We connected and dependent on forests, yet many of us fail to realize this. This is a reason the United Nations recognizes March 21st as the International World’s Forest day to raise global awareness about the importance of forests.
The International Day of Forests is being celebrated under the theme “Forests and sustainable production and consumption”. The theme emphasizes the role forests must play in building a better, heathier and more equitable world as we recover from the COVID-19 pandemic. Forests help to absorb carbon dioxide, provide us with important ecosystem services (e.g. water and oxygen), provides us with timber, medicine amongst many other products. They also play a crucial role in poverty alleviation and in the achievement of the Sustainable Development Goals (SDGs). Despite the ecological, economic, social and health benefits, global deforestation continues at an alarming rate. More than fifty million hectares of forests have been lost between 2015 and 2020.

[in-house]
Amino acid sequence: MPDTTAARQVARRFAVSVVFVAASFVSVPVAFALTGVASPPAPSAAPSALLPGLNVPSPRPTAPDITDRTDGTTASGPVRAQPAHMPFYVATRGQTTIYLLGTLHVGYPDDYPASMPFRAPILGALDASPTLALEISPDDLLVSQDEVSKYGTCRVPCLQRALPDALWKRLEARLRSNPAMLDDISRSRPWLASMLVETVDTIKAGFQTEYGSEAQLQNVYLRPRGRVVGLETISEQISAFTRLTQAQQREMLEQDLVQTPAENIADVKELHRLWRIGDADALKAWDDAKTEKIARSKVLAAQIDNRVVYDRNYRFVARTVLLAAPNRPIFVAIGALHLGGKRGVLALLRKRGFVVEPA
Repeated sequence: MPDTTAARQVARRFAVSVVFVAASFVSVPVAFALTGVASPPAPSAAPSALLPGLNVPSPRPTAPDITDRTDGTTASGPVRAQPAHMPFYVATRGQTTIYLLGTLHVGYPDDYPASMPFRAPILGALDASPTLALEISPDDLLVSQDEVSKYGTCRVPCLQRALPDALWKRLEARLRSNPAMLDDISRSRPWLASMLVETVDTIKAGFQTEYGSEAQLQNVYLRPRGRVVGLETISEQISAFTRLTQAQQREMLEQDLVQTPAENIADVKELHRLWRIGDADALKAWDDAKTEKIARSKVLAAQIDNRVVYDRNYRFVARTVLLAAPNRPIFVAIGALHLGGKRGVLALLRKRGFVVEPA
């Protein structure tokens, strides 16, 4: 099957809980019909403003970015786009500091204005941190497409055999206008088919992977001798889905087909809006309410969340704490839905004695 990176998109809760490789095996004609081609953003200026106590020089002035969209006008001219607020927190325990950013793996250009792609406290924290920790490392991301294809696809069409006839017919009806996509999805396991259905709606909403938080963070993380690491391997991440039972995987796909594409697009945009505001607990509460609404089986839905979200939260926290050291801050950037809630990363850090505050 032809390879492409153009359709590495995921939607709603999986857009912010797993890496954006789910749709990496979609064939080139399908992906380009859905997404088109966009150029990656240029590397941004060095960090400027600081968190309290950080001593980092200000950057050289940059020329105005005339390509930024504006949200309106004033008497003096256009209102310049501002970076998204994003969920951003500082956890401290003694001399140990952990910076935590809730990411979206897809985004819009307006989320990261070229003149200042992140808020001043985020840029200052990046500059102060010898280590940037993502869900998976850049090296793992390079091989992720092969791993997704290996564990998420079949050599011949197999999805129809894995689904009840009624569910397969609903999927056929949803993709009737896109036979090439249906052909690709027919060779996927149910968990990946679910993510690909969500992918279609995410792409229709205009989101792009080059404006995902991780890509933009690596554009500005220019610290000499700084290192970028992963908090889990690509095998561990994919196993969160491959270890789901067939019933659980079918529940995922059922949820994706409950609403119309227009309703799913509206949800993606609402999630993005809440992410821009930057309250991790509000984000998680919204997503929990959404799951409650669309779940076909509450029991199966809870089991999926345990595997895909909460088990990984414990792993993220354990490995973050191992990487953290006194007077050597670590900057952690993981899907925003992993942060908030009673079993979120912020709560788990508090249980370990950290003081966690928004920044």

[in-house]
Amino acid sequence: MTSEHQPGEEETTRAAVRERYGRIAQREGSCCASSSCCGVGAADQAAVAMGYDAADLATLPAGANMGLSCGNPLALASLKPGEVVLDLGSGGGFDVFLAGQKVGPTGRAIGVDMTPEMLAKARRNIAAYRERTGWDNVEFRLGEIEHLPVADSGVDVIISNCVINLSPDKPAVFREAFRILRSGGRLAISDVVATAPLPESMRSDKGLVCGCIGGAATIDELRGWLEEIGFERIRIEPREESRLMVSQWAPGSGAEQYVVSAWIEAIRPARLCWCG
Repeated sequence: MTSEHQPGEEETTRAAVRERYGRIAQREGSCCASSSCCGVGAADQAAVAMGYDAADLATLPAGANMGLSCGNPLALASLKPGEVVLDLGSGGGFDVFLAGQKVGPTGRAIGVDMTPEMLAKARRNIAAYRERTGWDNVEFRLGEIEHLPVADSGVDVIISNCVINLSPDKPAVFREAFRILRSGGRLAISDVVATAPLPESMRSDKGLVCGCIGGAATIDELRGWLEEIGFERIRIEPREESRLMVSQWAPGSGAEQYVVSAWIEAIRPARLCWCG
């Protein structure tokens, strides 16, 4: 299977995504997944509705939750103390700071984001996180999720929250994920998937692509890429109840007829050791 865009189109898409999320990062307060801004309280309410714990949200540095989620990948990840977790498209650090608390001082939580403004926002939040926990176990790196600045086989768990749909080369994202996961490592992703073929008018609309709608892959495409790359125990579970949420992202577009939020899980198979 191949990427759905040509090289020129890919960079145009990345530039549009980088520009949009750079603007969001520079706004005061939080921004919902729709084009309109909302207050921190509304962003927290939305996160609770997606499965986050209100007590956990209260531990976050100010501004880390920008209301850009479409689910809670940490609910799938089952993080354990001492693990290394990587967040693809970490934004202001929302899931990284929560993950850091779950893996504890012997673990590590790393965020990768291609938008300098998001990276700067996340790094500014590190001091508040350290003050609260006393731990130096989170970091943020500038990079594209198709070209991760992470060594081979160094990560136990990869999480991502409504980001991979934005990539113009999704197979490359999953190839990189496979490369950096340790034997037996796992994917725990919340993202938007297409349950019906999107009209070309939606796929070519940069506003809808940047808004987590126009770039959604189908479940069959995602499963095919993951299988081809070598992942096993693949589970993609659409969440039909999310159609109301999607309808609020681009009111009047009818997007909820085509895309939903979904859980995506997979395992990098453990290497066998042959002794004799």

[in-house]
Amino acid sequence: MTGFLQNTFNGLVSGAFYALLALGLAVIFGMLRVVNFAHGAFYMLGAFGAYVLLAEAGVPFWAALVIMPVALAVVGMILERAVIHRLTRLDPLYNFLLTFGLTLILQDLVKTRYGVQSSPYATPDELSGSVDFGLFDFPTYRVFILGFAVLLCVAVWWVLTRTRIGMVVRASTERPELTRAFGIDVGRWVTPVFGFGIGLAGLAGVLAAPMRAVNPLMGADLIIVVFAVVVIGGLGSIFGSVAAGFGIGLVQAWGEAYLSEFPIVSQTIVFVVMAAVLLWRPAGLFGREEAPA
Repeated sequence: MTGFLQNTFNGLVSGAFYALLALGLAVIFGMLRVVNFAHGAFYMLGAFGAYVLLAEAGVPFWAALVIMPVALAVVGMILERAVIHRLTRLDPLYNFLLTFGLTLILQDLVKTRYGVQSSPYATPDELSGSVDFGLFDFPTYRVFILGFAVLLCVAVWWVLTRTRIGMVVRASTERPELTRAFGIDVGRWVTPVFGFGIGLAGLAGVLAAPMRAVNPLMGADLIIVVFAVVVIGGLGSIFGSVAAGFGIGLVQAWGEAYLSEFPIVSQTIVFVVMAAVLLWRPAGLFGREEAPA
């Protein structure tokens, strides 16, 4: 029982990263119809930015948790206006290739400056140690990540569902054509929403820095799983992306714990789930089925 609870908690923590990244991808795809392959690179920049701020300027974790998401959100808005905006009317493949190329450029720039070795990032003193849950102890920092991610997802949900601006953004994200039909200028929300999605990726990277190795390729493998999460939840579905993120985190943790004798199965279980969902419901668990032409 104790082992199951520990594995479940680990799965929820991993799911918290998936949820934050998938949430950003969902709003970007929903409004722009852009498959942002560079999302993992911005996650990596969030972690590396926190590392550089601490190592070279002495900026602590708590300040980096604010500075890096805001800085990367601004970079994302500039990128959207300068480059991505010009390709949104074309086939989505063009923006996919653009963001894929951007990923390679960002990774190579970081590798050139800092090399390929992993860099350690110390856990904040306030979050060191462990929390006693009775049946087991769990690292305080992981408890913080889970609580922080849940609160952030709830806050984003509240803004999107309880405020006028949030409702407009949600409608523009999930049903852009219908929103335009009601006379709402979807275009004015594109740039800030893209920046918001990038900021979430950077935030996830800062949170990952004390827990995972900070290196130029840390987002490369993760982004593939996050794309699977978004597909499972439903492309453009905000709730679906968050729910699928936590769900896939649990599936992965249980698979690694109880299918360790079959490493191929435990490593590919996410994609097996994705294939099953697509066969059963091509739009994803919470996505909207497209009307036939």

Seychelles recognises the importance and roles of forests. For this reason past national campaigns were aimed at reforesting some of the most eroded and degraded areas. Government is also developing new policies and plans to guide the overall sustainable use of forests and their resources. With the financial support of international donors, Seychelles is engaging in several programmes to include forestry inventories and assessments, control and eradication of Alien Invasive Species, rehabilitation of native forests and Ecosystem Based Adaptation to ensure that forests are sustainably manage. A large proportion of our forests are already in protected areas.
Sustainable management is crucial if we are depending on forests for timber and non-timber resources, to combating climate change by absorbing and storing massive amounts of carbon dioxide and contributing to the prosperity and well-being of current and future generations. As we cut them down, oftentimes to make space for agriculture, they lose their ability to regulate the global climate.